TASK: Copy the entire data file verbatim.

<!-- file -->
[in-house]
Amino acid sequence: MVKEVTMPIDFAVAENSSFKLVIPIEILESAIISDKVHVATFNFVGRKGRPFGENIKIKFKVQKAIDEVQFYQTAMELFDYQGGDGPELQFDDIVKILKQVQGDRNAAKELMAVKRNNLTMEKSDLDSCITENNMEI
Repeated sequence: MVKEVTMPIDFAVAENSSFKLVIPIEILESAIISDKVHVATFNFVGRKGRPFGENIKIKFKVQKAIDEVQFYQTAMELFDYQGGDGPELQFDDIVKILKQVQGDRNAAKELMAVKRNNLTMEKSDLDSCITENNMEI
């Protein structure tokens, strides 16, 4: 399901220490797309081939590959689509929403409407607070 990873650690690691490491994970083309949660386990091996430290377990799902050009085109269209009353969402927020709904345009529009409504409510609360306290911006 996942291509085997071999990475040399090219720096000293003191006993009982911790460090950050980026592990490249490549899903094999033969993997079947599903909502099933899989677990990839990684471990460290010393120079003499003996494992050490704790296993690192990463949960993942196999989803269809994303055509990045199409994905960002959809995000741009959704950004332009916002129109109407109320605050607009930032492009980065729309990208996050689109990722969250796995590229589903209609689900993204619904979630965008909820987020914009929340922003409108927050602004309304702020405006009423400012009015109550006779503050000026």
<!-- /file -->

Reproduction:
[in-house]
Amino acid sequence: MVKEVTMPIDFAVAENSSFKLVIPIEILESAIISDKVHVATFNFVGRKGRPFGENIKIKFKVQKAIDEVQFYQTAMELFDYQGGDGPELQFDDIVKILKQVQGDRNAAKELMAVKRNNLTMEKSDLDSCITENNMEI
Repeated sequence: MVKEVTMPIDFAVAENSSFKLVIPIEILESAIISDKVHVATFNFVGRKGRPFGENIKIKFKVQKAIDEVQFYQTAMELFDYQGGDGPELQFDDIVKILKQVQGDRNAAKELMAVKRNNLTMEKSDLDSCITENNMEI
């Protein structure tokens, strides 16, 4: 399901220490797309081939590959689509929403409407607070 990873650690690691490491994970083309949660386990091996430290377990799902050009085109269209009353969402927020709904345009529009409504409510609360306290911006 996942291509085997071999990475040399090219720096000293003191006993009982911790460090950050980026592990490249490549899903094999033969993997079947599903909502099933899989677990990839990684471990460290010393120079003499003996494992050490704790296993690192990463949960993942196999989803269809994303055509990045199409994905960002959809995000741009959704950004332009916002129109109407109320605050607009930032492009980065729309990208996050689109990722969250796995590229589903209609689900993204619904979630965008909820987020914009929340922003409108927050602004309304702020405006009423400012009015109550006779503050000026």